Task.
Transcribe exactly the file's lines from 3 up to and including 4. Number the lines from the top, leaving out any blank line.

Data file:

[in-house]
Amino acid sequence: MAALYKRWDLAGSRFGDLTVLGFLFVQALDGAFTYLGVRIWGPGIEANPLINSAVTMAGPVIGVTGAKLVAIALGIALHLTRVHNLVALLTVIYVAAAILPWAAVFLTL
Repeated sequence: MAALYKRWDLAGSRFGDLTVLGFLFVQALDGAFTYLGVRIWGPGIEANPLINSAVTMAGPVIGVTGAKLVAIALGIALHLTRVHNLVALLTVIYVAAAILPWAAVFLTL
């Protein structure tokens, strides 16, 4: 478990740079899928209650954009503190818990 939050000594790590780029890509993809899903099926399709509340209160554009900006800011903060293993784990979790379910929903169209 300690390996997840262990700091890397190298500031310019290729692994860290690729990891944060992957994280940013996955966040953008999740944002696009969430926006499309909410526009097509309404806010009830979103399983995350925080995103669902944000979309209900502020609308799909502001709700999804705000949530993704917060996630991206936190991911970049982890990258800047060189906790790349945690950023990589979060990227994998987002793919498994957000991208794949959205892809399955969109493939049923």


Repeated sequence: MAALYKRWDLAGSRFGDLTVLGFLFVQALDGAFTYLGVRIWGPGIEANPLINSAVTMAGPVIGVTGAKLVAIALGIALHLTRVHNLVALLTVIYVAAAILPWAAVFLTL
């Protein structure tokens, strides 16, 4: 478990740079899928209650954009503190818990 939050000594790590780029890509993809899903099926399709509340209160554009900006800011903060293993784990979790379910929903169209 300690390996997840262990700091890397190298500031310019290729692994860290690729990891944060992957994280940013996955966040953008999740944002696009969430926006499309909410526009097509309404806010009830979103399983995350925080995103669902944000979309209900502020609308799909502001709700999804705000949530993704917060996630991206936190991911970049982890990258800047060189906790790349945690950023990589979060990227994998987002793919498994957000991208794949959205892809399955969109493939049923």